Alternatively, the infrared light source and detector may be disposed within the thermal treatment system top surface with the reflective material segment disposed on the drape such that the reflective material segment is positioned proximate the infrared light source and detector when the drape is placed over the thermal treatment system. The reflective material segment may be disposed on the drape to serve as placement indicia for directing placement of the drape over the thermal treatment system and within the basin in a similar manner as described above. The infrared light source and detector sense the proper positioning and/or presence of the drape on the thermal treatment system in substantially the same manner described above.

The proper positioning and/or presence of a surgical drape placed on a thermal treatment system may also be detected via magnetic media. Specifically, magnetic media may be attached to the drape, while a magnetic detector is disposed within the thermal treatment system below the basin on the exterior surface of the basin floor. The magnetic media may be disposed on the drape to serve as placement indicia for directing placement of the drape over the thermal treatment system and within the basin. The drape is placed over the thermal treatment system with the drape magnetic media positioned proximate or in a location detectable by the magnetic detector. The magnetic detector senses the drape magnetic media to detect the proper positioning and/or presence of the drape on the thermal treatment system. Upon detecting the magnetic media, the magnetic detector enables thermal treatment system operation. Alternatively, the magnetic detector may be disposed within a thermal treatment system top surface with the magnetic media positioned proximate the magnetic detector when the drape is placed over the thermal treatment system. The magnetic media may be disposed on the drape to serve as placement indicia for directing placement of the drape over the thermal treatment system and within the basin in a similar manner as described above. The magnetic detector senses the proper positioning and/or presence of the drape on the thermal treatment system in substantially the same manner described above.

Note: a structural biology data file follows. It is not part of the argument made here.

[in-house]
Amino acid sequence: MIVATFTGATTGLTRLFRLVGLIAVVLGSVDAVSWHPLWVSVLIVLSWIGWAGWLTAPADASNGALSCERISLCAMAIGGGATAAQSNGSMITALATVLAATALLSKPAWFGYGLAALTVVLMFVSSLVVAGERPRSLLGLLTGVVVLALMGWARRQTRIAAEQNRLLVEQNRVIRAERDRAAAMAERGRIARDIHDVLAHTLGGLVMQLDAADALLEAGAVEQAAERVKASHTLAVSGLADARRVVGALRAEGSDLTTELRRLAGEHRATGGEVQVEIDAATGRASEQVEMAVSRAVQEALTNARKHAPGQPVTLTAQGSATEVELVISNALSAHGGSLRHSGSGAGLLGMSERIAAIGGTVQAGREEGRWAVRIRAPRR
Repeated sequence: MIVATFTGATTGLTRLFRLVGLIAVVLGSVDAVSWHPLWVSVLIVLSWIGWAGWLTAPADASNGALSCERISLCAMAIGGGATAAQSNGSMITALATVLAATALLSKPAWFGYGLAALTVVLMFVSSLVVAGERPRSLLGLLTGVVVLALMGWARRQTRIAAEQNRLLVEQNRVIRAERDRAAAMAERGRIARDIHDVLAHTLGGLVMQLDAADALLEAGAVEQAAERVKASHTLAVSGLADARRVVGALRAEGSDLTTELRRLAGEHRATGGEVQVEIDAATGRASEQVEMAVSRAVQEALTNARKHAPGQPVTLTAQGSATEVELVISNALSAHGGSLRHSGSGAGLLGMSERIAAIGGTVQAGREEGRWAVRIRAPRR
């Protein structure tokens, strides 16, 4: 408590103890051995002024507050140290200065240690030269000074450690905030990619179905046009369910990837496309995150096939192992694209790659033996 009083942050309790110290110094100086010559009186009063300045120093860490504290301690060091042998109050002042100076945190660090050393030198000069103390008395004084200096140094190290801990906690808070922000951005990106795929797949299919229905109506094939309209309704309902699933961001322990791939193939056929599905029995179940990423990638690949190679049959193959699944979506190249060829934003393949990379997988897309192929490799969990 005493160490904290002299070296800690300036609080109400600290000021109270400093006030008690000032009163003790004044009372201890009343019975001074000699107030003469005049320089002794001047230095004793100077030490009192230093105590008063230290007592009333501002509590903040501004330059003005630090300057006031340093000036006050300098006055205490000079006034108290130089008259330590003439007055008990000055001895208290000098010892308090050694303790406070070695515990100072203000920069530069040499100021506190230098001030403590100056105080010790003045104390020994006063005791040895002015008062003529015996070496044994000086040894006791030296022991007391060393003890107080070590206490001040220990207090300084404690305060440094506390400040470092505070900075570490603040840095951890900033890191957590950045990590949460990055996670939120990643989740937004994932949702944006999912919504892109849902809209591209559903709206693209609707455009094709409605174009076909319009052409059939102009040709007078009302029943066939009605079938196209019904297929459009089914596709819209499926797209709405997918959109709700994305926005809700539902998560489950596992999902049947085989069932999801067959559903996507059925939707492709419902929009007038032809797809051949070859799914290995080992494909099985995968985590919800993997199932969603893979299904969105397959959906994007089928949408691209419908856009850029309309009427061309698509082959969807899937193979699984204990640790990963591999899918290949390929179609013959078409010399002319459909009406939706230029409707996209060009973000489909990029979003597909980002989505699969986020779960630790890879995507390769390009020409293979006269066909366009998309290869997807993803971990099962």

The infrared and magnetic drape detection techniques described above may be utilized for any warming or cooling basins of single or multiple basin thermal treatment systems. Similarly, the warming basin having various heating pad configurations described above may be implemented independently of or in combination with the infrared or magnetic drape detection techniques described above in single basin or multiple basin thermal treatment systems.

The above and still further objects, features and advantages of the present invention will become apparent upon consideration of the following detailed description of the specific embodiments thereof, particularly when taken in conjunction with the accompanying drawings wherein like reference numerals in the various figures are utilized to designate like components.

BRIEF DESCRIPTION OF THE DRAWINGS

FIG. 1 is an exploded view in perspective of a surgical drape placed over a thermal treatment system of the type employed by the present invention for cooling or congealing a sterile liquid.

FIG. 2 is a view in perspective of a thermal treatment system of the type employed by the present invention containing a substantially circular warming basin for warming a sterile liquid.

FIG. 3 is a view in perspective of a thermal treatment system of the type employed by the present invention containing a substantially rectangular warming basin for warming a sterile medium.

FIG. 4 is an electrical schematic diagram of an exemplary heating unit employed by the thermal treatment system of FIG. 2.